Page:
The Grimsby 2gether campaign has Three main objectives:-
- ‘The proposals do not recognise or take into consideration Great Grimsby’s heritage or historic significance and disregard the town’s privileges as a Parliamentary and Municipal Borough;
- ‘The proposal to create two constituencies makes no economic or business sense and will not save costs to the public purse;
- ‘The proposals do not reflect geographic factors, sense of community or local ties.’
Which you have noted, but have not addressed. In her address, Shona McIsaac(BCE-40547) states that the memorial Hall and Cleethorpes railway station would be in Grimsby. Obviously this is factuallywrong, the Commission is not altering borough boundaries.
We note that split wards have featured in other parts of the country, namely Sheffield which is close to Great Grimsby. It is our belief that the Commission should take into consideration the geographical circumstances of Great Grimsby and Cleethorpes constituency. There Is an artificial regional boundary directly south and west of us and the river Humber to the east. This makes us into a narrow strip, and really difficult to gain the flexibility to develop robust constituencies and enhance community and cultural connections. In our view, this is why the Commission is making a flawed proposal, splitting communities, developing weak constituencies and not taking into consideration cultural heritage of the area. We believe that our geographical circumstances make the area a special circumstance and a solution would be to split one ward, namely Croft Baker.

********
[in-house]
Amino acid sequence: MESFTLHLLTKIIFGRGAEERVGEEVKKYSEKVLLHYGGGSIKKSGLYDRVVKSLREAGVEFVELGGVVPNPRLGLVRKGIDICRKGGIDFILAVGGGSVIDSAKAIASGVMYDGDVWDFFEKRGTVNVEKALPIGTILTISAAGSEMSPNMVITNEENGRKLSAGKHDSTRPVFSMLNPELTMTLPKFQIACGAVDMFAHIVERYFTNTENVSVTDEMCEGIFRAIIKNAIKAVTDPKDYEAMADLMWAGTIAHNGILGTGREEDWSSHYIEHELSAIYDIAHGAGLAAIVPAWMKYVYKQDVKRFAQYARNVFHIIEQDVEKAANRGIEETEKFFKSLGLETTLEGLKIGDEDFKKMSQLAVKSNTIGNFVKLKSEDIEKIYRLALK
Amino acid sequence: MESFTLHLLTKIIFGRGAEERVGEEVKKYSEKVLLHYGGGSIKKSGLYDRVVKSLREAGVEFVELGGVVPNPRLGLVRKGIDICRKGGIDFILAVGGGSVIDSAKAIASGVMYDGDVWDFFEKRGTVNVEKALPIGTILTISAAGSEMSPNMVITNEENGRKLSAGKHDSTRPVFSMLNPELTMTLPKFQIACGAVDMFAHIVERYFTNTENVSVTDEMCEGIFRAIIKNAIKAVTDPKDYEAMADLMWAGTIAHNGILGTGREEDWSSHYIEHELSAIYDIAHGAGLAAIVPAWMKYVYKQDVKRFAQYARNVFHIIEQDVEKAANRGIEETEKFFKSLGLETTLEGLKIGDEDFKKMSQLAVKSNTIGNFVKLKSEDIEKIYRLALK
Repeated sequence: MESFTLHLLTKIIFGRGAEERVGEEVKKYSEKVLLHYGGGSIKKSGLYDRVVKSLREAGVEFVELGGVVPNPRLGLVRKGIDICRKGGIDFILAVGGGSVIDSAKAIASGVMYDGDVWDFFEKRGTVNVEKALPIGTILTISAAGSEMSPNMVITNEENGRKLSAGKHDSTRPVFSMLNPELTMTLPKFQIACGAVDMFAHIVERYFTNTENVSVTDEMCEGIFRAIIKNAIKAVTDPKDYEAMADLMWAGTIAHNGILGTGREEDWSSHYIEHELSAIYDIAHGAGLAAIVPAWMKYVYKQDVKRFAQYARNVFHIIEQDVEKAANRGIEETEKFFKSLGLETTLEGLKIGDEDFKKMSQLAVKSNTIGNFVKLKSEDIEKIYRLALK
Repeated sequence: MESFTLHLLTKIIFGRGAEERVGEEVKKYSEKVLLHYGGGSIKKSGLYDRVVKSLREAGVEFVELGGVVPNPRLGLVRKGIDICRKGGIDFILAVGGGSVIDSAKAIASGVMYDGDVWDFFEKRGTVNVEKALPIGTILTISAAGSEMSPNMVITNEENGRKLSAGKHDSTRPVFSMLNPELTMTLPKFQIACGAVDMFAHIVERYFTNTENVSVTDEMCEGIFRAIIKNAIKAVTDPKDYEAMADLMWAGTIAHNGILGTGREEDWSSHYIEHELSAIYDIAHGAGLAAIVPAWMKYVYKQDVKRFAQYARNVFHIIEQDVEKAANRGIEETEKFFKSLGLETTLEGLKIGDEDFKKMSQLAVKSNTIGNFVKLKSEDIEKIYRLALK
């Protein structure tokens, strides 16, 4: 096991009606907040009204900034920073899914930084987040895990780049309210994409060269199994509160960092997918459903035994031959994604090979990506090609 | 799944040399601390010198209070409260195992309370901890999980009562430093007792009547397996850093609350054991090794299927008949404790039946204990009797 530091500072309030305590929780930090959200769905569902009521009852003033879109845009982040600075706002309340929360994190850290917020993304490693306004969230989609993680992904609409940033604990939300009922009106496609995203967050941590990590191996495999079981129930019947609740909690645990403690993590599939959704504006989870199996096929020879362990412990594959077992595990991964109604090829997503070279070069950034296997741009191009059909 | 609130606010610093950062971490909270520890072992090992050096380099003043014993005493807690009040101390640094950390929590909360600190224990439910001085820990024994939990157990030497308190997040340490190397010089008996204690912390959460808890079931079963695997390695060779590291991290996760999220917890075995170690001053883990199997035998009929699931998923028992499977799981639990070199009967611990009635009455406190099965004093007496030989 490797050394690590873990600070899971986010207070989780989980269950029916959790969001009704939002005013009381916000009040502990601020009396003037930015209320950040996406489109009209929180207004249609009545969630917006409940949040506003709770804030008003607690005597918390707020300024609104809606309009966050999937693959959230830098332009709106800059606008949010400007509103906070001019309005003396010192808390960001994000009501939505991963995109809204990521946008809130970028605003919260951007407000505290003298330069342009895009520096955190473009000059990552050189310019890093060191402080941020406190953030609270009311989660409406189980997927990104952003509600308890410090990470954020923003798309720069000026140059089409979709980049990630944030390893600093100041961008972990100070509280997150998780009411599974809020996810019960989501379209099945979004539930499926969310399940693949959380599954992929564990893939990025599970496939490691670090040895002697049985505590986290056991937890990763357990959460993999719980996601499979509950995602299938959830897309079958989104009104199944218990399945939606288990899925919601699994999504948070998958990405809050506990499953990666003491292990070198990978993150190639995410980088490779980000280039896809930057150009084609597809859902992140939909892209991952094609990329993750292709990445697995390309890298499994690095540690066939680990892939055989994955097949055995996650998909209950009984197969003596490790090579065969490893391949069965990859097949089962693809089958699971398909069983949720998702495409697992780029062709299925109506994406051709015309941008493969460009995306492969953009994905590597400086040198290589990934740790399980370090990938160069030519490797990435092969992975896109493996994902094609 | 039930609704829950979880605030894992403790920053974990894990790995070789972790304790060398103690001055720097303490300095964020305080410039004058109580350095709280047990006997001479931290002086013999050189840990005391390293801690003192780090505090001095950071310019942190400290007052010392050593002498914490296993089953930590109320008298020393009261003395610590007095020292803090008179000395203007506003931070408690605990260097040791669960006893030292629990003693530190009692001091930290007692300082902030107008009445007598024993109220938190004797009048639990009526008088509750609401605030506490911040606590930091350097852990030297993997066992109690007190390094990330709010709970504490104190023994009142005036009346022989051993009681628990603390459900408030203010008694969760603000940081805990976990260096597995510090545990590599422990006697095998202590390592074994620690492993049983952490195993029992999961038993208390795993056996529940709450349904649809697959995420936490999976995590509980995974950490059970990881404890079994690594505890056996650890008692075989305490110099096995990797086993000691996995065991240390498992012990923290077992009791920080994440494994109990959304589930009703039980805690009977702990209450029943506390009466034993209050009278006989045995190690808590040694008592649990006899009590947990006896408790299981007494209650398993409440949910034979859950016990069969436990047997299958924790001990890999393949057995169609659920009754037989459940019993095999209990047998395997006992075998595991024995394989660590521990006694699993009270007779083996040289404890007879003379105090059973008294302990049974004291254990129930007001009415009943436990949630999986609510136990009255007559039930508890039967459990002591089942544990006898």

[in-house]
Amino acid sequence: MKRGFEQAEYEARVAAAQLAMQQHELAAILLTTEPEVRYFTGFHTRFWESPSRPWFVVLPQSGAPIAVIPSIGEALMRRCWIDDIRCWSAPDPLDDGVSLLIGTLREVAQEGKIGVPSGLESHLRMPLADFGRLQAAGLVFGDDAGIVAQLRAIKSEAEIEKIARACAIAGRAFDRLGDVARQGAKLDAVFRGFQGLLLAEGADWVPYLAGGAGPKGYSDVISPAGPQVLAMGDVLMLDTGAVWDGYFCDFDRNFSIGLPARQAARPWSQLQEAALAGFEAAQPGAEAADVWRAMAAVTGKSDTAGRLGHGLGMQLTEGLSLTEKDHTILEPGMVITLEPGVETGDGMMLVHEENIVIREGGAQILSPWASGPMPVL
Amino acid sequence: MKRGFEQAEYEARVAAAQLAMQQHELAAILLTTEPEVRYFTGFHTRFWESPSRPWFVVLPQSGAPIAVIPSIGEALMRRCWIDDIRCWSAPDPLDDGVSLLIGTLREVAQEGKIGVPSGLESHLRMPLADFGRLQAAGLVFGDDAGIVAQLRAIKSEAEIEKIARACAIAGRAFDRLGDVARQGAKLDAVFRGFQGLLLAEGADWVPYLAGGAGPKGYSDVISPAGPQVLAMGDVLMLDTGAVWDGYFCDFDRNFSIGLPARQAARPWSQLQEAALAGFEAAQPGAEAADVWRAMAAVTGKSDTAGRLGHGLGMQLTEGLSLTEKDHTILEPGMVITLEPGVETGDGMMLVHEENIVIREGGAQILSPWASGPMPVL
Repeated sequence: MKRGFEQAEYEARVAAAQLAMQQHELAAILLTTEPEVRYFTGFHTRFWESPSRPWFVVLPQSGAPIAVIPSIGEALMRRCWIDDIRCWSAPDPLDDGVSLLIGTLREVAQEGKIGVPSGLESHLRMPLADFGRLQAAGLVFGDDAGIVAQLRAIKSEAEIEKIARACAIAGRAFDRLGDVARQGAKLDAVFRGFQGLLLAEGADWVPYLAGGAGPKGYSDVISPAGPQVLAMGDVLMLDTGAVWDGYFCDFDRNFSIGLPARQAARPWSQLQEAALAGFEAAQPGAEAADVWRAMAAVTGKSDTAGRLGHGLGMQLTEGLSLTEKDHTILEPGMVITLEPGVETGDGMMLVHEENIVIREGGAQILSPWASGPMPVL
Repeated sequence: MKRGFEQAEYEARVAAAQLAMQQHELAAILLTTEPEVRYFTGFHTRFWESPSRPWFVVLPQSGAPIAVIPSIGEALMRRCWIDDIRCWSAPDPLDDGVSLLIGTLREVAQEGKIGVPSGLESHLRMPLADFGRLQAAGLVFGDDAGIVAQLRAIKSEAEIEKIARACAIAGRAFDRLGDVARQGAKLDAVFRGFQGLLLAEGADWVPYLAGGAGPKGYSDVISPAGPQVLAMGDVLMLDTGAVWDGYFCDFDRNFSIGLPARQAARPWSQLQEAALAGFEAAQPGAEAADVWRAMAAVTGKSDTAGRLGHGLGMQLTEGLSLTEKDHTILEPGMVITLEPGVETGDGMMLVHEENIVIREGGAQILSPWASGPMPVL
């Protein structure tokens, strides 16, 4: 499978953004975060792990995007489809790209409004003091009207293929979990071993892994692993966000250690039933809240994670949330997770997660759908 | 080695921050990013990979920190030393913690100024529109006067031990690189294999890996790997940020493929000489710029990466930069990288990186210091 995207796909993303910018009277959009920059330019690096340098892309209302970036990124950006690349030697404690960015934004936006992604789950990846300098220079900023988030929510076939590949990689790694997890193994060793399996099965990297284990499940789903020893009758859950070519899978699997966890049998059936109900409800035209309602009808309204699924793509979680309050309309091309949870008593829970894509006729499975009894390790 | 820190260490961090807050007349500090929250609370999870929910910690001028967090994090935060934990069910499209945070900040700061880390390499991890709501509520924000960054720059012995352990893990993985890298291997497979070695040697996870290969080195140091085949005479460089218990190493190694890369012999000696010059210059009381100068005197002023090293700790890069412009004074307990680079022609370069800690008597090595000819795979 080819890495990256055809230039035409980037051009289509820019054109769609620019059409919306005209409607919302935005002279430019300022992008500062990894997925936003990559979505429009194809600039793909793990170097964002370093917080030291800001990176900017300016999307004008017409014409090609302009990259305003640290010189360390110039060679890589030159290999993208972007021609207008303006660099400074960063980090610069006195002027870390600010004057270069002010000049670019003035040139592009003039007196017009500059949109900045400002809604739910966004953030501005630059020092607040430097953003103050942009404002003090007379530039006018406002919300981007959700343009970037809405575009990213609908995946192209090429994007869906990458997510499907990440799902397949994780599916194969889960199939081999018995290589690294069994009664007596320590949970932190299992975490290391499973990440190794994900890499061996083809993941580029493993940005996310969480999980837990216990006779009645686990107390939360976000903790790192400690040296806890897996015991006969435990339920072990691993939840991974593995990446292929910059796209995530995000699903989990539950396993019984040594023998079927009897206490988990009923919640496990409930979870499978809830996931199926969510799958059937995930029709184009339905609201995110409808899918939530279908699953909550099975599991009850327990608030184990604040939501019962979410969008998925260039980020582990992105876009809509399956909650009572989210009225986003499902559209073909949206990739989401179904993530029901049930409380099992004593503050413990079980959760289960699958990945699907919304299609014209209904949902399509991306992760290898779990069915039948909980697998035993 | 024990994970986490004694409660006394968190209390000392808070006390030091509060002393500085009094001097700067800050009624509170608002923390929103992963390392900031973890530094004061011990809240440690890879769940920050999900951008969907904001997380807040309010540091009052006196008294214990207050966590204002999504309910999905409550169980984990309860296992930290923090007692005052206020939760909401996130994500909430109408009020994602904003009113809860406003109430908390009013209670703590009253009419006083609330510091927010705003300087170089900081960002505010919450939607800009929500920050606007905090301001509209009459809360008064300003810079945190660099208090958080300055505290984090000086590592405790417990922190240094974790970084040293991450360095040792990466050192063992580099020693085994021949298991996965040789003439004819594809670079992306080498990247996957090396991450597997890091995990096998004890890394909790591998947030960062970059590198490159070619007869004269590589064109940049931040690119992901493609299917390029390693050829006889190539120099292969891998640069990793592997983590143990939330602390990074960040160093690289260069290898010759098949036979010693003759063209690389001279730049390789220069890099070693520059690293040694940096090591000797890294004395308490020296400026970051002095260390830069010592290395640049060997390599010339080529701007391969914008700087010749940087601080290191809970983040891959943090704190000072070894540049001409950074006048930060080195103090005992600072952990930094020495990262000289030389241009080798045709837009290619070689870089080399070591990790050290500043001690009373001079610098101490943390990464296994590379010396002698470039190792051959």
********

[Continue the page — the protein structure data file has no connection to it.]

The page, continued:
The ward of Sydney Sussex and the polling districts of Croft Baker in our original proposal have more in common withGreat Grimsby than with the rural constituency of Cleethorpes and therefore would create two robust constituencies rather than two weak rural/town constituencies as set out in your proposal. This would also make the job of representing the area, so much easier for the two future MPs.
In your published feedback, you have on many occasions given weight to MPs’ and ex-MPs’ views and it is very concerning that this is the case. These are the very people that have a personal and prejudicial interest in the outcome. Whereas ordinary folk do not have these interests and are submitting their views to make any area better in their view. It therefore beggars belief that the views of over 300 submissions have been totally ignored in your response, when you quote that you want people to be part of the process.
We think that the commission should visit our area, see the issues, talk to residents, understand the community ties and the robust constituencies that could be built. Rather than make the final decision from offices miles away making flawed decisions and two very weak rural/town constituencies that will have very little going for them.
Parliamentary representation is the bedrock of British society today and is more important than has ever been. Great Grimsby is the principle town in the area, the economic centre,...